The FIA has dropped the 'Max Verstappen rule' governing Formula 1 driver conduct in braking zones as part of its bid to allow greater freedom on-track in 2017.
Late last season the FIA clarified the rules regarding drivers battling wheel-to-wheel, in response to complaints about the way Verstappen in particular moved under braking to defend his position on occasions.
Those changes resulted in Sebastian Vettel being penalised for the way he defended against Daniel Ricciardo in the Mexican Grand Prix, but over the winter the FIA made clear it wanted to give drivers more freedom to race each other.
"Some of the incidents that we saw last year may be handled slightly differently, simply because the so-called 'Verstappen rule' has gone," said F1 race director Charlie Whiting ahead of the Australian Grand Prix this weekend.
"Before, we said any move under braking will be investigated.
"Now we have a simple rule which says effectively that if a driver moves erratically or goes unnecessarily slowly or behaves in a manner that could endanger another driver, then he will be investigated.
"So there's a very broad rule now.
"The way we interpreted the regulations last year was to simply use the rules that we had to say that moving under braking was potentially dangerous, and hence would be reported to the stewards every time.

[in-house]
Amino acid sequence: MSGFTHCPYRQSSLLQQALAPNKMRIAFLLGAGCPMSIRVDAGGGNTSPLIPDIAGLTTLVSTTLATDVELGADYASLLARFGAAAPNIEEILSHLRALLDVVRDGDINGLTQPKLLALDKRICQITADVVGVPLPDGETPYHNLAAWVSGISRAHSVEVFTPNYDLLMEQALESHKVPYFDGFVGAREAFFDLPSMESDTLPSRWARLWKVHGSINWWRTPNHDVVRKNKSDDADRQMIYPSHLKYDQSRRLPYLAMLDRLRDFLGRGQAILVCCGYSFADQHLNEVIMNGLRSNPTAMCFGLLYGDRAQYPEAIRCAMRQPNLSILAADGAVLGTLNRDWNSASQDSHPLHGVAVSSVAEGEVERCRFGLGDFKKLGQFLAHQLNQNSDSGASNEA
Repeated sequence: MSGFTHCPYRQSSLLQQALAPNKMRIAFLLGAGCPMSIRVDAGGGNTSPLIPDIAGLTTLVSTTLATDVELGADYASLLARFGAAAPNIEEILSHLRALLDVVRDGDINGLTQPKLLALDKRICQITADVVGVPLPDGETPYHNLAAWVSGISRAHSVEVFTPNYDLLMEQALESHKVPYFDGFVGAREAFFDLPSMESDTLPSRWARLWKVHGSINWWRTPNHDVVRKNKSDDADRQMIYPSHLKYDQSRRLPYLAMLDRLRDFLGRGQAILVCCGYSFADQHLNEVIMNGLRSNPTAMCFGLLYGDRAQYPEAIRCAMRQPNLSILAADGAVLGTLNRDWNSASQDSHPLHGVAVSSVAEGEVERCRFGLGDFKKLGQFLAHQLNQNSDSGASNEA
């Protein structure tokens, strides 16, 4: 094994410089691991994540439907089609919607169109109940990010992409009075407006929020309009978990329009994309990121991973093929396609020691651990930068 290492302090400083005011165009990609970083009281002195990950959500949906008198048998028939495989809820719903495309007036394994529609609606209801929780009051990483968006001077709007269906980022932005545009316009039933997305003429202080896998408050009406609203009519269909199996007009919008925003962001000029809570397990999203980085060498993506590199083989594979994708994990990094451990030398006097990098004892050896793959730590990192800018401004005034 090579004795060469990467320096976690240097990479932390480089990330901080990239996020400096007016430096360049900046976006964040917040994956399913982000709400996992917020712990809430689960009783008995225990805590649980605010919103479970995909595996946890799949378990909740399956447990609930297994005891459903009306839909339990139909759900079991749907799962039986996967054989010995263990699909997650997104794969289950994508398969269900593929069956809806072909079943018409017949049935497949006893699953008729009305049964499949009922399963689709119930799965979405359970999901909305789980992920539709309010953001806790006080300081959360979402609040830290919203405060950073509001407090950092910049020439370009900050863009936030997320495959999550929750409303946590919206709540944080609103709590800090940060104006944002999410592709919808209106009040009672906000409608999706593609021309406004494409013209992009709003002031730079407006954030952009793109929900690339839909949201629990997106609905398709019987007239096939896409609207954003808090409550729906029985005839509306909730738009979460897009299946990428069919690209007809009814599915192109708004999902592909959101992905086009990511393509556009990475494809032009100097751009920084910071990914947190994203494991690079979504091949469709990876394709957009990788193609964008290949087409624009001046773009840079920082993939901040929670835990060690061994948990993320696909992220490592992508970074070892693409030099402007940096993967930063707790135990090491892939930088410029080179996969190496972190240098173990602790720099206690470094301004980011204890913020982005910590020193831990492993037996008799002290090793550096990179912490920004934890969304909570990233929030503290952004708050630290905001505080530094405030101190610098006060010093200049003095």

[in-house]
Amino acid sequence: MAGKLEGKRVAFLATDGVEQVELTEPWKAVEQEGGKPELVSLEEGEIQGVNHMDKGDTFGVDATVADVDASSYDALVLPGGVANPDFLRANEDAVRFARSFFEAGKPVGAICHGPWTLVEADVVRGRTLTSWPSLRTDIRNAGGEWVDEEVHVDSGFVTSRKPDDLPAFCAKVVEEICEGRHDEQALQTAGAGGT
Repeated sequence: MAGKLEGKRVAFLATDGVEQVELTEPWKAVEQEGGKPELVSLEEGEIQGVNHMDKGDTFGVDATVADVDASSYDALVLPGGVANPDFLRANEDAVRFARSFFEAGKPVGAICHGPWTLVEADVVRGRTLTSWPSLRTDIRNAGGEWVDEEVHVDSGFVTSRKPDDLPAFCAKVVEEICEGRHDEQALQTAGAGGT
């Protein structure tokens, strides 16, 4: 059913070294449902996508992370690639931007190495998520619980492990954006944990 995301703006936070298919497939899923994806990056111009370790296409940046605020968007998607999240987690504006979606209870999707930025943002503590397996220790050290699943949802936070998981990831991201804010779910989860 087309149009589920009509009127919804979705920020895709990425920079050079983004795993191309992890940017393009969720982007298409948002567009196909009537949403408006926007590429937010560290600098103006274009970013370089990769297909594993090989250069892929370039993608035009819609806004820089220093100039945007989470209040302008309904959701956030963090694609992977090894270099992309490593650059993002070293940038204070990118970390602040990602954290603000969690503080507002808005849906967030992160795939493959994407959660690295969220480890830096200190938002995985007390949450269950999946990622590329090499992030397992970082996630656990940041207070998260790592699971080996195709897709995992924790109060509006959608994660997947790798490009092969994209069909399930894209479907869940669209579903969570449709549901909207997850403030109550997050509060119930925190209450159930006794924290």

"[Now] each incident will be dealt with only on the basis of whether or not it was a dangerous manoeuvre, not necessarily because he moved under braking."
Whiting said that simplifying the rules was a desire of the teams for this year, and the FIA has been working with stewards ahead of the season-opener.
To help improve the consistency of decisions, a video archive of key incidents has been put together for stewards to access at short notice.
"That was the request from the teams, they wanted less investigation, only in cases where it was clearly dangerous would there be action," he said.
"We had a meeting yesterday with all the stewards, and we reviewed all the controversial incidents from last year to see how they would be dealt with under the so-called new rules, or the new approach.
"I won't go into it now, but it was quite interesting. Things would have been dealt with differently, in some cases.
"What we've done to try and help the stewards is to introduce what we call a video archive system, which allows them to instantly refer to other incidents of a similar nature.
"So without having to trawl through and try and remember what happened to so and so, they'll be able to pull up any similar incident.
"They'll be sorted by type of incident, for example - causing a collision, click, click, click, six of those incidents, see what the decisions were, and that should be able to give the stewards not only more chance to be consistent, but also faster."
Whiting clarified that the strict rules governing drivers only making one move while defending a position remain in place.